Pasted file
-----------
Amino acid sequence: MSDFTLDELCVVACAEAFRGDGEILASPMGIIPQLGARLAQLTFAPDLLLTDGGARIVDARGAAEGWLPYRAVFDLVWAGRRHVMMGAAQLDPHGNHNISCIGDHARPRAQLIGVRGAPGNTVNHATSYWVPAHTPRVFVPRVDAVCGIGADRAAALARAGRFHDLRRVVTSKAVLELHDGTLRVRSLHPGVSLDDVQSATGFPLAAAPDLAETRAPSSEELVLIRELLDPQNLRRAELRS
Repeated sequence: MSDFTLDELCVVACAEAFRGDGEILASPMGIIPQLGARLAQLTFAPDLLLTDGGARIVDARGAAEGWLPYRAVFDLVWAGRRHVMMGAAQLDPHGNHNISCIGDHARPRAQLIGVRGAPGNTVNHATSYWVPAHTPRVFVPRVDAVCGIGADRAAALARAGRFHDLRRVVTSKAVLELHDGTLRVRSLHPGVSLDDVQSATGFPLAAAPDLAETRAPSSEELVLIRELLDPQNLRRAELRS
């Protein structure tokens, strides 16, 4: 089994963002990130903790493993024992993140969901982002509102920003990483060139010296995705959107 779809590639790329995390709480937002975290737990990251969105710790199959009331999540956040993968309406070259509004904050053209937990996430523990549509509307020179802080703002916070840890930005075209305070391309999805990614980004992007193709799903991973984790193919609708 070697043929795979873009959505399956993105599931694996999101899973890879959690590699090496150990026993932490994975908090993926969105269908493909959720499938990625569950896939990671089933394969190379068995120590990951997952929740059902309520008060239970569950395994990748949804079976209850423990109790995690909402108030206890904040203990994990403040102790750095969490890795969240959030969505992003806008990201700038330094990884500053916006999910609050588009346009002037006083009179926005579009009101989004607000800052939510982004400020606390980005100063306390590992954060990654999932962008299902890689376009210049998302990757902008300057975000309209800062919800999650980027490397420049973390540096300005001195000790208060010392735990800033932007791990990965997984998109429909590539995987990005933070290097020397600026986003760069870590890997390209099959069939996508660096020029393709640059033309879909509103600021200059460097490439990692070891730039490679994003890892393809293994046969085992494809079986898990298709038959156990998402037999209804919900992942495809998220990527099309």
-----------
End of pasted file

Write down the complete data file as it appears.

Amino acid sequence: MSDFTLDELCVVACAEAFRGDGEILASPMGIIPQLGARLAQLTFAPDLLLTDGGARIVDARGAAEGWLPYRAVFDLVWAGRRHVMMGAAQLDPHGNHNISCIGDHARPRAQLIGVRGAPGNTVNHATSYWVPAHTPRVFVPRVDAVCGIGADRAAALARAGRFHDLRRVVTSKAVLELHDGTLRVRSLHPGVSLDDVQSATGFPLAAAPDLAETRAPSSEELVLIRELLDPQNLRRAELRS
Repeated sequence: MSDFTLDELCVVACAEAFRGDGEILASPMGIIPQLGARLAQLTFAPDLLLTDGGARIVDARGAAEGWLPYRAVFDLVWAGRRHVMMGAAQLDPHGNHNISCIGDHARPRAQLIGVRGAPGNTVNHATSYWVPAHTPRVFVPRVDAVCGIGADRAAALARAGRFHDLRRVVTSKAVLELHDGTLRVRSLHPGVSLDDVQSATGFPLAAAPDLAETRAPSSEELVLIRELLDPQNLRRAELRS
């Protein structure tokens, strides 16, 4: 089994963002990130903790493993024992993140969901982002509102920003990483060139010296995705959107 779809590639790329995390709480937002975290737990990251969105710790199959009331999540956040993968309406070259509004904050053209937990996430523990549509509307020179802080703002916070840890930005075209305070391309999805990614980004992007193709799903991973984790193919609708 070697043929795979873009959505399956993105599931694996999101899973890879959690590699090496150990026993932490994975908090993926969105269908493909959720499938990625569950896939990671089933394969190379068995120590990951997952929740059902309520008060239970569950395994990748949804079976209850423990109790995690909402108030206890904040203990994990403040102790750095969490890795969240959030969505992003806008990201700038330094990884500053916006999910609050588009346009002037006083009179926005579009009101989004607000800052939510982004400020606390980005100063306390590992954060990654999932962008299902890689376009210049998302990757902008300057975000309209800062919800999650980027490397420049973390540096300005001195000790208060010392735990800033932007791990990965997984998109429909590539995987990005933070290097020397600026986003760069870590890997390209099959069939996508660096020029393709640059033309879909509103600021200059460097490439990692070891730039490679994003890892393809293994046969085992494809079986898990298709038959156990998402037999209804919900992942495809998220990527099309």